Embargo Period


Degree Name

MA in Sustainable Development

First Advisor

Rachel Slocum


The purpose of this research is to explore ways in which non-governmental organizations (NGOs) can become more sustainable in light of a crucial challenge facing them today: that of financial instability. In the charitable sector in the U.S, NGOs, especially small-scale NGOs, have struggled with securing daily operating revenue rather than revenue for long-term program operations, in spite of the continuing needs of their beneficiaries (Janus, 2018; Le, 2017; Meehan & Jonker, 2017). Fundraising has come to involve relationships between NGOs and institutional donors such as foundations, government agencies and corporations. Competition among NGOs and rampant power asymmetry between donors and grantees has come to define grantmaking in the neoliberal era (Gilmore, 2016; Janus, 2018; Le, 2017; Meehan & Jonker, 2017; Parks, 2008). Although revenue streams have been diversified through sound alternatives to conventional grantmaking, grant funding nonetheless remains a regular source of funds (Janus, 2018; Le, 2017; Meehan & Jonker, 2017). The objective of this research is to examine the challenges that both NGOs and institutional donors are confronting, and to think about how to establish best practices for both NGOs and donors to enable viable alternatives to conventional grantmaking as well as sustainable donor-NGO relations. Secondary data and literature from leading academics, as well as interviews with NGOs, foundations, social ventures, and academics have led me to conclude that the ideal relationship between institutional donors and NGOs should be co-creation, and ideally mutually beneficial collaborations, rather than typical competitive models (RSF Social Finance, “Shared Gifting,” n.d.). I argue that transformative change in the donor-NGO relationship is possible through three approaches: 1) a paradigm shift from competition to systemic thinking to handle limited resources, 2) grantees’ need-based grantmaking practices, and 3) the right regulations and policies to close loopholes in grantmaking. In the end, all sectors should recognize their responsibility to play their roles for the public good of their communities (Eisenberg, 2004). This means that it is important that both NGOs’ and their institutional donors’ priorities do not experience mission creep nor focus on sustainability, but, rather, fulfill their missions in a prompt manner (Gilmore, 2016; Walker, 2017). When NGOs are able to determine the best way to pursue their missions on their own terms (Burton & Barnes, 2017; Le, 2017), and institutional donors, in turn, provide the best support for them with tax-exempt money, donor-NGO relations could become unprecedentedly powerful for the charitable sector and social cohesion.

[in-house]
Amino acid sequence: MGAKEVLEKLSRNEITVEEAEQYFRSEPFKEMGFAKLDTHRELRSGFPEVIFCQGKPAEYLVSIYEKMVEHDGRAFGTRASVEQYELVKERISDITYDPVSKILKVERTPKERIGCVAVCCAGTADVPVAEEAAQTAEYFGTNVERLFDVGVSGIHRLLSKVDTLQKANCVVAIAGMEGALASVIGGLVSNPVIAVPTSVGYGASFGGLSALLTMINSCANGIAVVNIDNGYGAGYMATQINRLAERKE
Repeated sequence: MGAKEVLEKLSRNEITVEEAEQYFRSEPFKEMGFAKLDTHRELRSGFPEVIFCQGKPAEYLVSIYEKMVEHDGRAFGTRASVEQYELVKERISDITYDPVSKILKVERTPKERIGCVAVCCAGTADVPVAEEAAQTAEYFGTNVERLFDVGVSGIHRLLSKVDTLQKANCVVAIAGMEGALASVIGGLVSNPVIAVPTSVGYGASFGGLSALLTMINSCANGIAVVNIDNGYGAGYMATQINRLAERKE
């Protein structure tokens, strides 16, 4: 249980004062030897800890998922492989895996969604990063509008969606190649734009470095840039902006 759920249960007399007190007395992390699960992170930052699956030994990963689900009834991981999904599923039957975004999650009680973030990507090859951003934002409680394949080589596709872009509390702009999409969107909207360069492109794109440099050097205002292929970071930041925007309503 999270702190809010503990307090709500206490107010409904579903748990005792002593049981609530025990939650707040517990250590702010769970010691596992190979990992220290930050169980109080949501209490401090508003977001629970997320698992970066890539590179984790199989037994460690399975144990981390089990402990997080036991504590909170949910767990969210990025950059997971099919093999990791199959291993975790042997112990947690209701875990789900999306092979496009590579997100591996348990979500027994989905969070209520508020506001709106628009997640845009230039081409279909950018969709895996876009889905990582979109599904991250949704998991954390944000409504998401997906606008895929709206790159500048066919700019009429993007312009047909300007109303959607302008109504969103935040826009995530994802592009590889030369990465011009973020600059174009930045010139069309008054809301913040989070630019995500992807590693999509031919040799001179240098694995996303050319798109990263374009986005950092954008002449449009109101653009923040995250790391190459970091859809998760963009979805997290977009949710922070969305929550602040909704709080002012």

Business Administration, Management, and Operations | Entrepreneurial and Small Business Operations | Nonprofit Administration and Management | Politics and Social Change | Public Policy | Social Policy


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